Gengo, Japanese imperial era names 元号

New era, new start!

Along with the Gregorian calendar mostly used around the world, there is another system used in Japan to count the years based on the reign of the emperor. Coming from China and adopted by Japan in 645, this calendar is used in everyday life by the population as well as the Japanese administration and government.

The system evolved a little when Emperor Mutsuhito came to power in Keoi period year 3, which began the first year of the Meiji era (1868-1912).

It was on this date that the system of a gengo = an emperor was set up.

Before this the gengo could change for various reasons. There is therefore a difference between the modern eras and those prior to the Meiji era.

Before 1868, a natural disaster or epidemic could be reason enough to begin a new era and start again from scratch.

Emperor Meiji

Public Domain

The Heisei era (1989-2019) was triggered by the death of Emperor Showa on January 7, 1989. The next day on January 8, a new emperor was named, his son Akihito.

To establish the new era, just a single day of reflection to decide the name was necessary, but there was a month-long transition period before officially entering the new era, giving administrations and the population time to adapt administrative documents, computer programs and all official documents.

Emperors Hirohito and Akihito accompanied by their wives


The Prime Minister chooses a panel of renowned scholars and asks them to propose potential names that would be appropriate for the new era. Everyone must propose several gengo and these gengo must consist of two kanji.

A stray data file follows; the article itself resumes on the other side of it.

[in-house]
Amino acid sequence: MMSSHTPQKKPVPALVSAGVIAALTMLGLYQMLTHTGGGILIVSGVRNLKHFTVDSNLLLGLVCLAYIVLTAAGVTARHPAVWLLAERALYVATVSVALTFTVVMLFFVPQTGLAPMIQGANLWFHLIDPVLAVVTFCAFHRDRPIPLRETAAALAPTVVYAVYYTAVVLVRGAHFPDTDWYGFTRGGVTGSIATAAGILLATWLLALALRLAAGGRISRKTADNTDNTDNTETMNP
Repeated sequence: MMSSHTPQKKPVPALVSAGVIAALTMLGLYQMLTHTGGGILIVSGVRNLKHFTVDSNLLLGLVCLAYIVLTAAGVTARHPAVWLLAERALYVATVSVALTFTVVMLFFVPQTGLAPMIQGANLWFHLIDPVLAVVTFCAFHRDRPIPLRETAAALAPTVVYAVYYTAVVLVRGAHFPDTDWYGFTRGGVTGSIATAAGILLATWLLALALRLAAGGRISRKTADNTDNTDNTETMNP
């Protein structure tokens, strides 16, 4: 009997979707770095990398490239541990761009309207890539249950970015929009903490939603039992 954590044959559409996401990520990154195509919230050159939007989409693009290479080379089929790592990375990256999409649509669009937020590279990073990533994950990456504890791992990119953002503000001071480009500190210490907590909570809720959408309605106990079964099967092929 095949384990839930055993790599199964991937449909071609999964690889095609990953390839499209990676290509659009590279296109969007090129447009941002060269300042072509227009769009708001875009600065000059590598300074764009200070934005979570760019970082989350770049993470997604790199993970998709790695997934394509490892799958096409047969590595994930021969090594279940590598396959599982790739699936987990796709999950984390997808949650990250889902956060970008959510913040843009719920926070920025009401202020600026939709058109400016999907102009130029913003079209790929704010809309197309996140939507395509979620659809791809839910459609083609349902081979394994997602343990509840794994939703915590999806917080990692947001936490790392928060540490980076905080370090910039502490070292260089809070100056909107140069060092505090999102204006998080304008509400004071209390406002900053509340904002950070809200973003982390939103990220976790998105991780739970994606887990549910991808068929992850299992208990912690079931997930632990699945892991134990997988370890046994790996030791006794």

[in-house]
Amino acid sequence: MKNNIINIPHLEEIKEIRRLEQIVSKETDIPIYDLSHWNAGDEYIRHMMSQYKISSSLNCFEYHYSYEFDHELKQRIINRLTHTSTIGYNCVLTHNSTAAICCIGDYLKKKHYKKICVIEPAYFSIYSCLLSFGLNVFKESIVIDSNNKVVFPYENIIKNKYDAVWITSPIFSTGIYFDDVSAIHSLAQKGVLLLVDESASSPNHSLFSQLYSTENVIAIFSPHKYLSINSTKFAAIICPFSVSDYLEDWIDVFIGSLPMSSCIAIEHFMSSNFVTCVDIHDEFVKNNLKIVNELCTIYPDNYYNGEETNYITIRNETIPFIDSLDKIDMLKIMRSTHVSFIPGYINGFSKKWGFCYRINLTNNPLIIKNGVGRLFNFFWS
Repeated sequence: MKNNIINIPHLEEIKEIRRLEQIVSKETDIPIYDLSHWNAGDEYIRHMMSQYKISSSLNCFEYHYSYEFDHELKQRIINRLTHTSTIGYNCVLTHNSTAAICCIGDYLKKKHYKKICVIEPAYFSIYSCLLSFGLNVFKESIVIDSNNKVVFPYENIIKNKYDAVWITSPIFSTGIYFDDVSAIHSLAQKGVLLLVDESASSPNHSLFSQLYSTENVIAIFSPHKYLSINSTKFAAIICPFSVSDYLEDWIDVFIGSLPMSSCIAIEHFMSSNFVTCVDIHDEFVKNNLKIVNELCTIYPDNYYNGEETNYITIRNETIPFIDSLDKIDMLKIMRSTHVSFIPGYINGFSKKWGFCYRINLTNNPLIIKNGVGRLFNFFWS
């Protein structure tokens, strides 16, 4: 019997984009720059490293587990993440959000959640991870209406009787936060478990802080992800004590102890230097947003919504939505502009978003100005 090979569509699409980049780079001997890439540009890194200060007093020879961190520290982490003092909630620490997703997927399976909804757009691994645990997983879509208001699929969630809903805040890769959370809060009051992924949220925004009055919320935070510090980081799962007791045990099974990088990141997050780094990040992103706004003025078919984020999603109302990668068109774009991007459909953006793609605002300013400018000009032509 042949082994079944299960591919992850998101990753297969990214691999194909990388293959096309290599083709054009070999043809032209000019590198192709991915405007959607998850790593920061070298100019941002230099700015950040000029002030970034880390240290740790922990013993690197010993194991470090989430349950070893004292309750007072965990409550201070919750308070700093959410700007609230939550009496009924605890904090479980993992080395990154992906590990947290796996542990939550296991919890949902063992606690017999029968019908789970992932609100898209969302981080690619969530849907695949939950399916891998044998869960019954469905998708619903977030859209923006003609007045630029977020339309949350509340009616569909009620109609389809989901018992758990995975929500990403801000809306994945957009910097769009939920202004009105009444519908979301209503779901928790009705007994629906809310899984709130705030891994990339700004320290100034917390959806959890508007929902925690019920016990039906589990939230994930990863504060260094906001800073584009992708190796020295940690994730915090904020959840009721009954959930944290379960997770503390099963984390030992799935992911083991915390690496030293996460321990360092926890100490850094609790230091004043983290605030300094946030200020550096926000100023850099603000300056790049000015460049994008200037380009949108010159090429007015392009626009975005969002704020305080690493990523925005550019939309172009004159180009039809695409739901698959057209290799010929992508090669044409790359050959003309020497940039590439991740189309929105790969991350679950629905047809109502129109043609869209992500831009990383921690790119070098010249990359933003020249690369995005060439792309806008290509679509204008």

Note that the same kanji tend to appear pretty frequently, since 645 only 72 kanji have been used for 248 era names, of which 21 characters were used more than ten times!

The name must have a proper meaning relevant to the ideals and ambition of the nation, and have a positive meaning. It must also be constructed of kanji easy to read and write for all.

The announcement of the Heisei era

Yet the code of the imperial house stipulates that the emperor must maintain his office until death, as his predecessors did before him. It was therefore necessary to convince Prime Minister Shinzo Abe and his ministers to reconsider these strict laws.

In the face of a very conservative government, the law that the emperor must perform his duties until his death has not been changed, and Akihito alone has an ad hoc provision. Naruhito is warned!

The abdication of Akihito has triggered the end of Heisei and the beginning of a new era. The name of it was unveiled on Monday, April 1st, 2019: it will be known as REIWA. It will start on May 1st, 2019 with the coronation of the new Emperor Naruhito.

The Japanese imperial family

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